If a bankrupt owns, or is purchasing, a home which is in the bankrupt's name, the trustee has the right to sell the property and distribute any equity to the creditors. This does not apply to homes purchased with Defence Service Homes loans which are protected under the Defence Service Homes Act 1918 (Cth) and the Director will rarely give permission for the sale to take place.
In the case of jointly owned property, when one owner becomes bankrupt the trustee will become registered as a 'tenant in common' of the home with the non-bankrupt owner, or will lodge a caveat on the title to protect the bankrupt's interest.
The registration of the trustee does not prevent the mortgagee selling the property if the mortgage payments fall into arrears. The jointly owned home may be sold in any of the following ways:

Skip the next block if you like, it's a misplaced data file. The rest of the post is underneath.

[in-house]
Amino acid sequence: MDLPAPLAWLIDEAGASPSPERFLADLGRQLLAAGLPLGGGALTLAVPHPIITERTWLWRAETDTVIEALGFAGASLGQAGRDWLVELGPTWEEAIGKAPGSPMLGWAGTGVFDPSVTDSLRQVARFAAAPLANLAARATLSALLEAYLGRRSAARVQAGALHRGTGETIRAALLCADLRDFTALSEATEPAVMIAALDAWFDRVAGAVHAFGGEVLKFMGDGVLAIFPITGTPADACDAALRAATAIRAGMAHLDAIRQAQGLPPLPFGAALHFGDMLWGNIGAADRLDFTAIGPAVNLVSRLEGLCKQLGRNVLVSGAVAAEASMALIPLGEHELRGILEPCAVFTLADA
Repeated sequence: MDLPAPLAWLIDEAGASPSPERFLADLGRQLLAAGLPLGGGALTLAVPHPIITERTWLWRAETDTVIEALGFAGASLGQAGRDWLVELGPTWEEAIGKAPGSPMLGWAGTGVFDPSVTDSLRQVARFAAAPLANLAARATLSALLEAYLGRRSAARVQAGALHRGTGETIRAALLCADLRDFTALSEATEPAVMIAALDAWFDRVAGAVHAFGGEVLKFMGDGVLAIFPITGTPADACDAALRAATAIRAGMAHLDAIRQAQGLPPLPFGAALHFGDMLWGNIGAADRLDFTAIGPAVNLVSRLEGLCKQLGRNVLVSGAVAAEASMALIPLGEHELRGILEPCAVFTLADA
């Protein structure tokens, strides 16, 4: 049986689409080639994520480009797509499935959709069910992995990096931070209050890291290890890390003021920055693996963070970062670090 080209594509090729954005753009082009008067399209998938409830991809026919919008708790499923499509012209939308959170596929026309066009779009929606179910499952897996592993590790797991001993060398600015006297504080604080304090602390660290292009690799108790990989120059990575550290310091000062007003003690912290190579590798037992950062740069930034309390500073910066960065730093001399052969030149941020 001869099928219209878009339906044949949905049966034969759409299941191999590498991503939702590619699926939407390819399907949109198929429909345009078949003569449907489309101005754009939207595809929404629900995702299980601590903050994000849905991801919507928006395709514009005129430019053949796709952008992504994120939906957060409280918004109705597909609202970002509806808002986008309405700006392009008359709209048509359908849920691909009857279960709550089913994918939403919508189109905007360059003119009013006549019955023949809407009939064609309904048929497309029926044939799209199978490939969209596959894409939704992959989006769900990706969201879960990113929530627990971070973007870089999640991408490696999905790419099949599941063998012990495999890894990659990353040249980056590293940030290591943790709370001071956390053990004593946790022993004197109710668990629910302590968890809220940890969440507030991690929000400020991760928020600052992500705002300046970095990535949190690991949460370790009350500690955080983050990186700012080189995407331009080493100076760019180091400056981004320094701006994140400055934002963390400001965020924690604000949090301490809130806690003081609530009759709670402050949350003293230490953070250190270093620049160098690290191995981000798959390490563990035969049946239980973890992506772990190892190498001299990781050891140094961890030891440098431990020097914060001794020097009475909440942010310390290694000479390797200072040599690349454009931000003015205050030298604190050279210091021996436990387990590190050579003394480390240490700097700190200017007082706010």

- the other owner has first option to buy, either for cash or by instalments, the bankrupt's interest (or share) in the home from the trustee.
- a joint owner who cannot afford to buy the bankrupt's share may agree with the trustee to sell the home. Both the trustee and the non-bankrupt joint owner usually receive equal shares of any money left over after the mortgage and expenses are paid.
- if the joint owner refuses to co-operate, the trustee can apply to the Court under the Law of Property Act 1936 (SA), for an order that the property be sold and the proceeds divided between them. The cost of the trustee going to Court can be very high, and is taken out of the proceeds of the sale of the property. In that case, it is far better to co-operate the trustee to preserve any equity available to the non-bankrupt owner.
If the home was bought with, or substantially with compensation money for an injury it cannot be taken, see property a bankrupt can keep.
The home : Last Revised: Wed Sep 28th 2005
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